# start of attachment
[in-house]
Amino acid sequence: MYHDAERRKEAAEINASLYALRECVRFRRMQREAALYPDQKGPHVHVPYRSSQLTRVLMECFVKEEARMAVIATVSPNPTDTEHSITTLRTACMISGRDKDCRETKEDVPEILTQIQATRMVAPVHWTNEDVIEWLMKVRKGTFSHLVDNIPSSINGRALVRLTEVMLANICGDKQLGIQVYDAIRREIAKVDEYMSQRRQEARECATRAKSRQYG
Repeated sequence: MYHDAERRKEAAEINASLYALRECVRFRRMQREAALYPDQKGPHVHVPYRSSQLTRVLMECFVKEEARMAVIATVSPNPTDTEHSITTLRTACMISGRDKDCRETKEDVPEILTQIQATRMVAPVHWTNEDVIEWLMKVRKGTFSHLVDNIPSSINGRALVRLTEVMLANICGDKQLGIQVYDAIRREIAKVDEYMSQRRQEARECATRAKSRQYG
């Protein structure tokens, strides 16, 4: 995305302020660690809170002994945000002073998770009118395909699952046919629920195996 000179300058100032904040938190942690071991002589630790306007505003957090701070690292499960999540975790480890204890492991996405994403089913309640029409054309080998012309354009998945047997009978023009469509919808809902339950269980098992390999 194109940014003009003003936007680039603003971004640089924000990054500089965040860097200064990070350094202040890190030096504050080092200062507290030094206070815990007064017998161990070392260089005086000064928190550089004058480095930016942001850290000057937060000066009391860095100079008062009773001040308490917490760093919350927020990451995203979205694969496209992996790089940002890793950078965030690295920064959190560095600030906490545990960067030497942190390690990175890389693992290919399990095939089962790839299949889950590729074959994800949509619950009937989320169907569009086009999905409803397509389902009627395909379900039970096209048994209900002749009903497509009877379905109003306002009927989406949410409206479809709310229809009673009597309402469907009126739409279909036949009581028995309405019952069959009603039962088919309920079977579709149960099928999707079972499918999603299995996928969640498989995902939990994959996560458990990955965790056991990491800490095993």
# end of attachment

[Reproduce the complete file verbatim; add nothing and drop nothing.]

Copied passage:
[in-house]
Amino acid sequence: MYHDAERRKEAAEINASLYALRECVRFRRMQREAALYPDQKGPHVHVPYRSSQLTRVLMECFVKEEARMAVIATVSPNPTDTEHSITTLRTACMISGRDKDCRETKEDVPEILTQIQATRMVAPVHWTNEDVIEWLMKVRKGTFSHLVDNIPSSINGRALVRLTEVMLANICGDKQLGIQVYDAIRREIAKVDEYMSQRRQEARECATRAKSRQYG
Repeated sequence: MYHDAERRKEAAEINASLYALRECVRFRRMQREAALYPDQKGPHVHVPYRSSQLTRVLMECFVKEEARMAVIATVSPNPTDTEHSITTLRTACMISGRDKDCRETKEDVPEILTQIQATRMVAPVHWTNEDVIEWLMKVRKGTFSHLVDNIPSSINGRALVRLTEVMLANICGDKQLGIQVYDAIRREIAKVDEYMSQRRQEARECATRAKSRQYG
């Protein structure tokens, strides 16, 4: 995305302020660690809170002994945000002073998770009118395909699952046919629920195996 000179300058100032904040938190942690071991002589630790306007505003957090701070690292499960999540975790480890204890492991996405994403089913309640029409054309080998012309354009998945047997009978023009469509919808809902339950269980098992390999 194109940014003009003003936007680039603003971004640089924000990054500089965040860097200064990070350094202040890190030096504050080092200062507290030094206070815990007064017998161990070392260089005086000064928190550089004058480095930016942001850290000057937060000066009391860095100079008062009773001040308490917490760093919350927020990451995203979205694969496209992996790089940002890793950078965030690295920064959190560095600030906490545990960067030497942190390690990175890389693992290919399990095939089962790839299949889950590729074959994800949509619950009937989320169907569009086009999905409803397509389902009627395909379900039970096209048994209900002749009903497509009877379905109003306002009927989406949410409206479809709310229809009673009597309402469907009126739409279909036949009581028995309405019952069959009603039962088919309920079977579709149960099928999707079972499918999603299995996928969640498989995902939990994959996560458990990955965790056991990491800490095993």